A customer magazine published by BSkyB was used as a tax avoidance scheme that saved the company up to £40 million a year.
The satellite broadcaster had been saving millions in VAT by charging satellite customers a nominal £2.20 a month for the Sky magazine, using a tax loophole that has now been closed. Magazines, along with books and newspapers, are normally zero-rated for VAT, and this meant Sky could avoid VAT on a small but significant percentage of revenue. The saving, at about £3 to £4 per person, would have amounted across Sky’s 10 million subscribers to at least £30 million to £40 million per year.
In 2005 UK courts ruled that cable companies were allowed to deduct VAT on “cable guide” magazines and similar publications, if they structured them so that customers did receive a genuine product from a separate company, delivered at a fair price. Sky’s TV Guide listings magazine had been originally denied the VAT free status in the late 90s (having been using it for several years) leading eventually to the 2005 ruling.
In December 2010, the Treasury announced a variety of anti-tax avoidance measures, to be enacted in 2011. This included legislation against VAT “supply-splitting”.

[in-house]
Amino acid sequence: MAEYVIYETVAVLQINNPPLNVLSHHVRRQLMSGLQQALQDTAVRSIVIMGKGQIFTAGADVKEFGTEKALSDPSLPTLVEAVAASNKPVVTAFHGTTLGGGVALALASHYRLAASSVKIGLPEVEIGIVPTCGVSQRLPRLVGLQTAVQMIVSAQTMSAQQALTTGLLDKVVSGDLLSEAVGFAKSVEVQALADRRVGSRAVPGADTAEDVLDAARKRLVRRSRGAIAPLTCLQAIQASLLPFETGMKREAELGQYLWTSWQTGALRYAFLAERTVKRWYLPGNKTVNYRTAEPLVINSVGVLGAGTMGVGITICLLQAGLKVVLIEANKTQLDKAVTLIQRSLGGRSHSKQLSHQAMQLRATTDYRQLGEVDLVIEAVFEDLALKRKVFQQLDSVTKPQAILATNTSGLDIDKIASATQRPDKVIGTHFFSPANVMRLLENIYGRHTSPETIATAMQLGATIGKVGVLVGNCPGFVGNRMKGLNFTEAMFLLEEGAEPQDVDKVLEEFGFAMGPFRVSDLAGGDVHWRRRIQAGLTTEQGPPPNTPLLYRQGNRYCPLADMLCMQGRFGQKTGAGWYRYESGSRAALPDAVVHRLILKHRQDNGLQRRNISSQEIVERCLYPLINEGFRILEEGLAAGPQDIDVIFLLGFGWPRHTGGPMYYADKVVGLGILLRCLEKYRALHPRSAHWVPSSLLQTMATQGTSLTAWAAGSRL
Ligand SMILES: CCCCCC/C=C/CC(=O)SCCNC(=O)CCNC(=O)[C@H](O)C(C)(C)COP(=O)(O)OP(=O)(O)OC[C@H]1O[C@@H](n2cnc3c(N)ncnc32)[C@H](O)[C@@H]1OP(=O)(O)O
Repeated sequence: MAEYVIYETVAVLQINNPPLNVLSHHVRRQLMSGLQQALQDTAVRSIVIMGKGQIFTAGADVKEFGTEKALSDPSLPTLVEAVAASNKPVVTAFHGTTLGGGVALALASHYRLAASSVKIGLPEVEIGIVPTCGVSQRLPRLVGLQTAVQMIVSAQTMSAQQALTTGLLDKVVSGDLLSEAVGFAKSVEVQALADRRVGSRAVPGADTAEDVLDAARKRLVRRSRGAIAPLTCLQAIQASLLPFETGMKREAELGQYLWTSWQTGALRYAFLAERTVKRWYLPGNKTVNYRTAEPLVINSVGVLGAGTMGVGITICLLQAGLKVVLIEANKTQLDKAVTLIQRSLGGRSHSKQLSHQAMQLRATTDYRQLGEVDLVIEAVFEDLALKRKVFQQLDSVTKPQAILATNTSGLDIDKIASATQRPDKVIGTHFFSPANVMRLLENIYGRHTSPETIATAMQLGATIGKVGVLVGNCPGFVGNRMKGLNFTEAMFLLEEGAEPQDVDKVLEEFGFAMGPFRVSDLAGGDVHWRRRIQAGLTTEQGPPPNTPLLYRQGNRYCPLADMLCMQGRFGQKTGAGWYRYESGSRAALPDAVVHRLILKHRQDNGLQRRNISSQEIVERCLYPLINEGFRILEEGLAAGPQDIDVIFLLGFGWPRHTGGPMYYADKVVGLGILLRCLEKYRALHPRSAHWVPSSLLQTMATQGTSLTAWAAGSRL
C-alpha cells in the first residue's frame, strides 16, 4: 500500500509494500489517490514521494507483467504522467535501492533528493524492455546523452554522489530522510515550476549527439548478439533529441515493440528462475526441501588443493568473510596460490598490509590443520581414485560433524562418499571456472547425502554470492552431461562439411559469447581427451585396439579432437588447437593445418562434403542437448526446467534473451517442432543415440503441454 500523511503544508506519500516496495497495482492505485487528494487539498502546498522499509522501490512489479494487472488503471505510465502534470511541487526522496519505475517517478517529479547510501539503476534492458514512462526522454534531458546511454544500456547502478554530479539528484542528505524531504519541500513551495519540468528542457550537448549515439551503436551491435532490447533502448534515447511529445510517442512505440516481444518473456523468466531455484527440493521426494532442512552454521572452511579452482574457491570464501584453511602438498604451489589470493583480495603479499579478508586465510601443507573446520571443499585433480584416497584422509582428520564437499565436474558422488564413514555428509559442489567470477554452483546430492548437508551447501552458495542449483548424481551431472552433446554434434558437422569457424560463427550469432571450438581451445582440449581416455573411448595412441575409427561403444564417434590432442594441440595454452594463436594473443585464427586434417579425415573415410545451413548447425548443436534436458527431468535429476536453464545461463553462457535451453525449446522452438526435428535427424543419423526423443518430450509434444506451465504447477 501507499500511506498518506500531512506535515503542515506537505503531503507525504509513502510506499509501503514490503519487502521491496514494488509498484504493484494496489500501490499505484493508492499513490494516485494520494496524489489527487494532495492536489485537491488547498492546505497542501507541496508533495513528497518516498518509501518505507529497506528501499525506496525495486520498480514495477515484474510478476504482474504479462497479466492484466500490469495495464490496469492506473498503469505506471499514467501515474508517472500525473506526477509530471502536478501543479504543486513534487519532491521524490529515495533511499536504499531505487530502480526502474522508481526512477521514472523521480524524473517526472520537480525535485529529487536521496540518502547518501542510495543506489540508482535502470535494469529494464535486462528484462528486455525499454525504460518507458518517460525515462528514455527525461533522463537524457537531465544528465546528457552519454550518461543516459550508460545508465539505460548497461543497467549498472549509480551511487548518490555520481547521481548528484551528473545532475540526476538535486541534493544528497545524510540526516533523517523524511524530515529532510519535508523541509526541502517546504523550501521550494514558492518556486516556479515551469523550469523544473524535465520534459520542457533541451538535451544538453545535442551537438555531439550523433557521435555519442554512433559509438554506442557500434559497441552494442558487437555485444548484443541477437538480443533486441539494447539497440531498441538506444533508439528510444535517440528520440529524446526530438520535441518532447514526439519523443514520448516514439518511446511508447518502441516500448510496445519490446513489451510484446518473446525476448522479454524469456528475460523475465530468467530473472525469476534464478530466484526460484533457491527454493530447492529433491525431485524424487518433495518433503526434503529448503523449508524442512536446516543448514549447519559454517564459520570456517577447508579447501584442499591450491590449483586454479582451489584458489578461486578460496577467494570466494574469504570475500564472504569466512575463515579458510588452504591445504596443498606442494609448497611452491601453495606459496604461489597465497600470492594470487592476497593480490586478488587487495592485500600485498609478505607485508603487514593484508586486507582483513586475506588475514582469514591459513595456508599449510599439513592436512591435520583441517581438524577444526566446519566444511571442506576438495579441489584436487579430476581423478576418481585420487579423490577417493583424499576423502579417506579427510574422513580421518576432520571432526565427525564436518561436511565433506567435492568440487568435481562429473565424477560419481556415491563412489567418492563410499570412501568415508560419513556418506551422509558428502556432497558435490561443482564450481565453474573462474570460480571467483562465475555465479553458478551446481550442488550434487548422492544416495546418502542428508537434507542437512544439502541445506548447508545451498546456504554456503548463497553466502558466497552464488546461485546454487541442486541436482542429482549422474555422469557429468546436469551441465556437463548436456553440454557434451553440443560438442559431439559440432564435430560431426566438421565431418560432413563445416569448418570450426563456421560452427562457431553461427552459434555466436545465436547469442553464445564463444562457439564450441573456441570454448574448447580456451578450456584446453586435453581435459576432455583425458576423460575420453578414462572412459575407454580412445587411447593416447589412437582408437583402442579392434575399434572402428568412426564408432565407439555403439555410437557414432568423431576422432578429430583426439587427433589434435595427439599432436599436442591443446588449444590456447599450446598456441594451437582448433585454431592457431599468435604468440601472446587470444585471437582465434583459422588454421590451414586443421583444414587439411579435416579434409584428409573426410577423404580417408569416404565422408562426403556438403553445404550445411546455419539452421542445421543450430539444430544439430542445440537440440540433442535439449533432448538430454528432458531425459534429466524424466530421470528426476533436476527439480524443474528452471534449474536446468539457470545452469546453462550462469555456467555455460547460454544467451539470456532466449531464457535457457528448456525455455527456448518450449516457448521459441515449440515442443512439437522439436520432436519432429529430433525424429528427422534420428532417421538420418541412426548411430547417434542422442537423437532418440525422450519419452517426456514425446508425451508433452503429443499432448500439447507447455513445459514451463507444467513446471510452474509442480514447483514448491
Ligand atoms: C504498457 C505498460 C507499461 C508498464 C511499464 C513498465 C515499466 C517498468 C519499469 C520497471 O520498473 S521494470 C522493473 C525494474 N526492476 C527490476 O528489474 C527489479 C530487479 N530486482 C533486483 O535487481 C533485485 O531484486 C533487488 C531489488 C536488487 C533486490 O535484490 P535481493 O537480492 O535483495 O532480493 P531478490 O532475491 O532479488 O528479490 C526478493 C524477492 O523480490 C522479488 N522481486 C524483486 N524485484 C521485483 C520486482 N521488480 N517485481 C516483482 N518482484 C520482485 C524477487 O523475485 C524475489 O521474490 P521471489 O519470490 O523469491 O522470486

In February 2011 Sky said it would end publication of Sky Movies magazine and Sky Sports magazine, and downsize Sky magazine, with a potential loss of 20 jobs. Coming in the middle of the financial crisis, it was widely perceived as a cash-saving exercise. By October all publications had been pulled, and BSkyB Publications was also being wound down. A footnote in Sky’s quarterly report for September 2011 noted that Sky had previously recognised benefit from the zero-rated VAT treatment at about £3 to £4 per head, but that this had now been “restated”.
HM Revenue and Customs told the Guardian it was not possible to comment on individual cases. “If there is some kind of contrived scheme or vehicle, ie it’s obvious that the purpose of the scheme is to avoid paying VAT and it’s taking advantage of a loophole and we consider that tax is actually owed on the scheme, rather than just being a case of sensible tax planning … we can make the judgment that this is not legitimate tax planning. And if we consider that somebody has not applied the rules we will then go back three to four years and if there is back tax owing we will ask them for it.”
Sky said in a statement: “The TV listing magazine that Sky used to publish was, in common with all newspapers and magazines, zero-rated for VAT. Sky directly contributes more than £1bn a year in tax – a total of 1.4 per cent of all taxes paid by the 100 largest FTSE companies. We’re proud of the significant – and growing – contribution we make to the British economy.”